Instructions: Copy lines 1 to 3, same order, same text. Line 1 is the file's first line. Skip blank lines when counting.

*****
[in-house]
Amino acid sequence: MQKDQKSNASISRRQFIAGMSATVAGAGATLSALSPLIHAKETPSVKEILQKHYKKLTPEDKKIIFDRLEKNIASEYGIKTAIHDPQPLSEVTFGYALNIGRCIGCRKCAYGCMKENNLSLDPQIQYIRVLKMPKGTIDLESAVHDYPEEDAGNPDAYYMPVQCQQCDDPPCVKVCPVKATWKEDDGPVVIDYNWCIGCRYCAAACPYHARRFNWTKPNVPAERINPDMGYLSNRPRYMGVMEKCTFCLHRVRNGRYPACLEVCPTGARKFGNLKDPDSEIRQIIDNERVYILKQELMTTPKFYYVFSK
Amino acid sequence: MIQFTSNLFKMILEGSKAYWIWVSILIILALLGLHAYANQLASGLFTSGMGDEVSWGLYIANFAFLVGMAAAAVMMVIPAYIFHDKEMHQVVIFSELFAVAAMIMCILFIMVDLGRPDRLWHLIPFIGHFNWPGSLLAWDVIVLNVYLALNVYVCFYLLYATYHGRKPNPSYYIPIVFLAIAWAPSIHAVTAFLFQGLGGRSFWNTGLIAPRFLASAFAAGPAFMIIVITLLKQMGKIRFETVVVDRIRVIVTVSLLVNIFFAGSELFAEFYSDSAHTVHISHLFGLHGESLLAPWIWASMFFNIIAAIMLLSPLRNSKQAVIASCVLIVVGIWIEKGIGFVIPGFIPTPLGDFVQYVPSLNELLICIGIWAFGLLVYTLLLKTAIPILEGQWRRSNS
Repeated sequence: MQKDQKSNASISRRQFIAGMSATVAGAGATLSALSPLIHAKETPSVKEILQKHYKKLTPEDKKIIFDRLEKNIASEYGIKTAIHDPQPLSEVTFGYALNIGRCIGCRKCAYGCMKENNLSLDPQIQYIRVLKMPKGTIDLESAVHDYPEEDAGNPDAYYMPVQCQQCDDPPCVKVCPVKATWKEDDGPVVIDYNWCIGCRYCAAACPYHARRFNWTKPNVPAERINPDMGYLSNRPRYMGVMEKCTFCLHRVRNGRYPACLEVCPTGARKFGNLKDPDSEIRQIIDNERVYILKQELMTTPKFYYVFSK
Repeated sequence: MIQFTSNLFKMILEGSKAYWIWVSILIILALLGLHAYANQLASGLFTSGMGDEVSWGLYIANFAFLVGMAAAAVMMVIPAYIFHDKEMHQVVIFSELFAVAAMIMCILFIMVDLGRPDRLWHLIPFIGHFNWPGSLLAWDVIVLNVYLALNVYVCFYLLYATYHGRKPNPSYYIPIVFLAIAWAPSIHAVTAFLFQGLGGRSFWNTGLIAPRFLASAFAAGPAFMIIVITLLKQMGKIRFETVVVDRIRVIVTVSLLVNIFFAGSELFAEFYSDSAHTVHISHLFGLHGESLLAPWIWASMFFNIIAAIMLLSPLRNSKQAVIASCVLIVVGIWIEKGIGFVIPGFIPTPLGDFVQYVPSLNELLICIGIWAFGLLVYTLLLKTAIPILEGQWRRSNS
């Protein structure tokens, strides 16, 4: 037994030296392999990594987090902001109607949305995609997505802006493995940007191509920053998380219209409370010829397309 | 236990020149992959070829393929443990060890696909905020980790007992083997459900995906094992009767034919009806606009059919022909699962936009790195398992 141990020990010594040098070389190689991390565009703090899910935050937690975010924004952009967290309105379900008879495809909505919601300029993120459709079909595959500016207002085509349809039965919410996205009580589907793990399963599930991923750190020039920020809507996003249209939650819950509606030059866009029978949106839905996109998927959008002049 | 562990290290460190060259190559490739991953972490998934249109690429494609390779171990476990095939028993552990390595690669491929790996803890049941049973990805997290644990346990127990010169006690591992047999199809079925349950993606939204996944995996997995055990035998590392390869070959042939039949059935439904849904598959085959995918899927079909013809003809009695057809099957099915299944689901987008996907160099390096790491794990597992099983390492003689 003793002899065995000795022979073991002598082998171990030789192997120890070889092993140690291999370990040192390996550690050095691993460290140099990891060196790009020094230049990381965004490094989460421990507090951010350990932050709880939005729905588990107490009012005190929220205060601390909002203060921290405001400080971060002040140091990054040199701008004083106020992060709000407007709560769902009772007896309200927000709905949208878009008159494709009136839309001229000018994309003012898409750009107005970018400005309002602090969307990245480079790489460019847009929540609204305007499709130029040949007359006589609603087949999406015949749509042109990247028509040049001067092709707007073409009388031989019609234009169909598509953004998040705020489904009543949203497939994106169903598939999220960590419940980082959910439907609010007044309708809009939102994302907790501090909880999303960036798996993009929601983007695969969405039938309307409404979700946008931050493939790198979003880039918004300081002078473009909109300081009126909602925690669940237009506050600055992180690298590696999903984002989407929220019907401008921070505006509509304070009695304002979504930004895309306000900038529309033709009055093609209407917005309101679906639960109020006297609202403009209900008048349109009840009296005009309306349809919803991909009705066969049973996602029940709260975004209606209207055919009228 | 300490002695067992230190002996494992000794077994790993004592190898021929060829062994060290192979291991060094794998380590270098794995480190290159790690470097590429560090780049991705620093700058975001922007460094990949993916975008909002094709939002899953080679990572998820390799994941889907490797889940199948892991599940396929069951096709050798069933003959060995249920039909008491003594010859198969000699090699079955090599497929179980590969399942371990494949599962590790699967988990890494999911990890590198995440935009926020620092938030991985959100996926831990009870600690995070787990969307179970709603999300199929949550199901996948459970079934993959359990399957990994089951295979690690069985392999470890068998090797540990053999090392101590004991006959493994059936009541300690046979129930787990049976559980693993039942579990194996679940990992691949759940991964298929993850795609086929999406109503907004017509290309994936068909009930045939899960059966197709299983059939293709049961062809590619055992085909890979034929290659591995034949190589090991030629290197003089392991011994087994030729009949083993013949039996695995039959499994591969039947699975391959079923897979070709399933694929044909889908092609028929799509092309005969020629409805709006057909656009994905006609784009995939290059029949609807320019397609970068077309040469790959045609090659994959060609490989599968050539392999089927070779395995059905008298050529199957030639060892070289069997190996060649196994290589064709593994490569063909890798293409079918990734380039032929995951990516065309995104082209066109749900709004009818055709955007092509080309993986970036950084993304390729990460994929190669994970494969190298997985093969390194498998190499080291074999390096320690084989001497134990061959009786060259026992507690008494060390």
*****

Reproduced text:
[in-house]
Amino acid sequence: MQKDQKSNASISRRQFIAGMSATVAGAGATLSALSPLIHAKETPSVKEILQKHYKKLTPEDKKIIFDRLEKNIASEYGIKTAIHDPQPLSEVTFGYALNIGRCIGCRKCAYGCMKENNLSLDPQIQYIRVLKMPKGTIDLESAVHDYPEEDAGNPDAYYMPVQCQQCDDPPCVKVCPVKATWKEDDGPVVIDYNWCIGCRYCAAACPYHARRFNWTKPNVPAERINPDMGYLSNRPRYMGVMEKCTFCLHRVRNGRYPACLEVCPTGARKFGNLKDPDSEIRQIIDNERVYILKQELMTTPKFYYVFSK
Amino acid sequence: MIQFTSNLFKMILEGSKAYWIWVSILIILALLGLHAYANQLASGLFTSGMGDEVSWGLYIANFAFLVGMAAAAVMMVIPAYIFHDKEMHQVVIFSELFAVAAMIMCILFIMVDLGRPDRLWHLIPFIGHFNWPGSLLAWDVIVLNVYLALNVYVCFYLLYATYHGRKPNPSYYIPIVFLAIAWAPSIHAVTAFLFQGLGGRSFWNTGLIAPRFLASAFAAGPAFMIIVITLLKQMGKIRFETVVVDRIRVIVTVSLLVNIFFAGSELFAEFYSDSAHTVHISHLFGLHGESLLAPWIWASMFFNIIAAIMLLSPLRNSKQAVIASCVLIVVGIWIEKGIGFVIPGFIPTPLGDFVQYVPSLNELLICIGIWAFGLLVYTLLLKTAIPILEGQWRRSNS